Hybrid, plug-in hybrid and electric vehicles are already known for their outstanding fuel economy, but there’s always room for improvement.
A small change in driving habits can turn these already efficient vehicles into performance superstars. Of course, many of the same tips for saving gas on conventional vehicles also apply to cars and trucks that are primarily battery-powered.
“The laws of physics prevail over all these vehicles, and how energy is used and dissipated has more similarities than differences among the various vehicle types,” says John Thomas, a fuel and engines research staff member at Oak Ridge National Laboratory in Oak Ridge, Tennessee.
High speeds, hard driving and hard braking will decrease fuel economy in any vehicle, Thomas says.
But hybrids, plug-in hybrids (PHEVs) and electric vehicles (EVs) can be more sensitive to driving style than conventional vehicles, says Dan Edmunds, director of vehicle testing at auto website Edmunds.com.
With some care, though, it’s fairly easy to squeeze more miles out of your eco-friendly ride. Using FuelEconomy.gov’s gas-saving tips, here are five ways to drive farther and perhaps save a bit of money.
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The Bankrate Daily
Drive according to the owner’s manual
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There isn’t a one-size-fits-all owner’s manual for hybrid and electric vehicles. The design of these vehicles, and how they manage energy use, can vary widely.
Each manufacturer has different instructions for how to maximize fuel economy, driving range and battery life, according to FuelEconomy.gov. Giving your owner’s manual a thorough read can help you understand how to optimize your car’s performance.
“The manufacturer should know the most about the vehicle’s attributes and abilities and how to get the best use out of the vehicle; this includes fuel economy,” Thomas says.
There are, Edmunds says, some general tips that apply to all hybrids, electrics and plug-in hybrids: Accelerate gently and keep your speed in check.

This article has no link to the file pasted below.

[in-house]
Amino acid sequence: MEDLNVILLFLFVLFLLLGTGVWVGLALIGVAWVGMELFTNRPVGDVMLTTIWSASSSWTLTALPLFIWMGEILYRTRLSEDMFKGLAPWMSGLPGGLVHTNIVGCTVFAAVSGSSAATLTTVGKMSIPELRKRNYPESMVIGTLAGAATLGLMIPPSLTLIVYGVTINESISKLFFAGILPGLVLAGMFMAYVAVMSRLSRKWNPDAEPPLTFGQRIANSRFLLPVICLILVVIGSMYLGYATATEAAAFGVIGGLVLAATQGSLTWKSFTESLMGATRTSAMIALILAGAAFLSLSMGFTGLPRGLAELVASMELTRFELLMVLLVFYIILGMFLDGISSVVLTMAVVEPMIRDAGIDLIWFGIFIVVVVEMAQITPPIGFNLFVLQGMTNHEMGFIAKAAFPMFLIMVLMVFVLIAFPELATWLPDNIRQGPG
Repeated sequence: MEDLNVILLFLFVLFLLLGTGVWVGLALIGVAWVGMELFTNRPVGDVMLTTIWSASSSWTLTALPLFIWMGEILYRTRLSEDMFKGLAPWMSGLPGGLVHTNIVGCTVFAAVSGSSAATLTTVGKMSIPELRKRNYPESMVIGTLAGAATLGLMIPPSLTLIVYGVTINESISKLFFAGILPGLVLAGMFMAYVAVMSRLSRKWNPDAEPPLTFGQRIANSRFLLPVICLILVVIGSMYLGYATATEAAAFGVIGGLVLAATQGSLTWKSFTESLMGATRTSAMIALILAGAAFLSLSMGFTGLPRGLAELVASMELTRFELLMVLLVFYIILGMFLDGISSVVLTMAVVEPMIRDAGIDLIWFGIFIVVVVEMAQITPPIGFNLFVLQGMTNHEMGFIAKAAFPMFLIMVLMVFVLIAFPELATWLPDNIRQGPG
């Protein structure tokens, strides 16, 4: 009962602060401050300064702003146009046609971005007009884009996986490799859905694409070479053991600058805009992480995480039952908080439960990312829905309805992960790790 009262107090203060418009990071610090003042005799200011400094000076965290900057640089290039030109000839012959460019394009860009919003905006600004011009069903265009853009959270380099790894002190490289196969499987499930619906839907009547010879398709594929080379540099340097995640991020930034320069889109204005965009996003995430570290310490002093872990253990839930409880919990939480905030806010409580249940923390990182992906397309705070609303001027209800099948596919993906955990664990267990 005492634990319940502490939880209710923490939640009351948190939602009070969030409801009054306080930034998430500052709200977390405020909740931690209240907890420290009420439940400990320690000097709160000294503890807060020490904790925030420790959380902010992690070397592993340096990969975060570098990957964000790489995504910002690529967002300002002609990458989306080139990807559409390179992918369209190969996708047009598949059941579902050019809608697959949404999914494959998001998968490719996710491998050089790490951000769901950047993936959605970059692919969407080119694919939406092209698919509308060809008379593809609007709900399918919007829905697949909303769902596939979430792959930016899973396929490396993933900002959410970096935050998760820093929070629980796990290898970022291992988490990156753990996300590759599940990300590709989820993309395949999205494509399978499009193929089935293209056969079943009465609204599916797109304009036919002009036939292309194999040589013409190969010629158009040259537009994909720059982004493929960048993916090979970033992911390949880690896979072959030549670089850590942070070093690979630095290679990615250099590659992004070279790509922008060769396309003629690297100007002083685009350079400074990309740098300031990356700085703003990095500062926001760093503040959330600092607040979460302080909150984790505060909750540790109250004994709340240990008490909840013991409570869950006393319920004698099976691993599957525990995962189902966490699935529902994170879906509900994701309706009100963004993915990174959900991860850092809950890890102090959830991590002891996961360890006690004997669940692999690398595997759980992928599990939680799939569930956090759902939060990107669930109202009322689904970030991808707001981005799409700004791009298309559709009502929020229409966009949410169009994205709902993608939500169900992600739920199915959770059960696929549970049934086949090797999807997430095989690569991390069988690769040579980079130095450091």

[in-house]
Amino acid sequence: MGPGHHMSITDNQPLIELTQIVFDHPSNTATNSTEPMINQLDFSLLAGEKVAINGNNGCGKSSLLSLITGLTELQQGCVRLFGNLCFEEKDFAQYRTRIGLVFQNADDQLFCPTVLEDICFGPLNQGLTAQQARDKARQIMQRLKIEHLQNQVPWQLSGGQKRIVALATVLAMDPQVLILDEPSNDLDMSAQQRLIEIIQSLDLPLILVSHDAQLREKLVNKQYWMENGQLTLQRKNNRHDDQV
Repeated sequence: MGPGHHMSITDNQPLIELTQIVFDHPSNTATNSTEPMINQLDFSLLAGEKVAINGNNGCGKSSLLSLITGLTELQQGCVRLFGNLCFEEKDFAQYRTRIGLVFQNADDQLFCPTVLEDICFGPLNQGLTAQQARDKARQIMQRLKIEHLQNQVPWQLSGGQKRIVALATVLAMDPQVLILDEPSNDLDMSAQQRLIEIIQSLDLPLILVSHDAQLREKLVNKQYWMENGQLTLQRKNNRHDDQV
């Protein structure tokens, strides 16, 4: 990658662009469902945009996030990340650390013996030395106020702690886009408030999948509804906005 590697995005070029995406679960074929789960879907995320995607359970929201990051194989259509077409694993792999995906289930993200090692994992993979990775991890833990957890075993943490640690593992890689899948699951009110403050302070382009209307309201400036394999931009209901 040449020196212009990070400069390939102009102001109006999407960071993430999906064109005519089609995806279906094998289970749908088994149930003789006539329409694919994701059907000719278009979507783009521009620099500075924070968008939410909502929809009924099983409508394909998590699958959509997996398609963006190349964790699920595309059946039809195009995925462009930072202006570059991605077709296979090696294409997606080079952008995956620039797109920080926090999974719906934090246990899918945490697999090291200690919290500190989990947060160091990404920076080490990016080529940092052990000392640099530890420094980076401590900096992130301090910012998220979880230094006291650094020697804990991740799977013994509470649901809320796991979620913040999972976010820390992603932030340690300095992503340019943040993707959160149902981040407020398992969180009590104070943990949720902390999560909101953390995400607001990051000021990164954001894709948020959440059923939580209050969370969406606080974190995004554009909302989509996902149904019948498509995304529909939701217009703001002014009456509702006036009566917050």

On electric cars, you may be able to exceed the EPA’s stated range by 25 percent or more by keeping your speed and acceleration in check, Edmunds says. Gasoline hybrids can eke out a 10 percent improvement.
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Find the economy mode
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Look around the interior of your hybrid or electric and you may spot a button labeled “Eco-mode” or something similar, which is short for economy mode. This feature optimizes vehicle performance to squeeze out extra miles.
Eco-modes generally reduce the sensitivity of the throttle, Edmunds says. As a result, the driver has to press the pedal farther and exert more force to produce the same amount of acceleration as when economy mode is turned off.
“It’s all a trick, really,” Edmunds says. Any driver who works the pedal gently in a disciplined manner can achieve the same results in “normal” mode. Yet, eco-mode can be a big help to lead-footed drivers, he says.
Your car’s acceleration may lag, but you’ll save fuel or battery power in the process.
Using eco-mode also may reduce the effectiveness of the air conditioning in certain conditions, Edmunds says, but it won’t be as noticeable if the driver is traveling alone. Back-seat passengers, however, may request more AC to remain comfortable.
Under eco-mode, your car’s computer throttles back the energy use. That can improve range by 5 percent to 30 percent, says Craig Van Batenburg, CEO of the Auto Career Development Center in Worcester, Massachusetts, a business that provides hybrid and EV training resources.
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Go easy on the brakes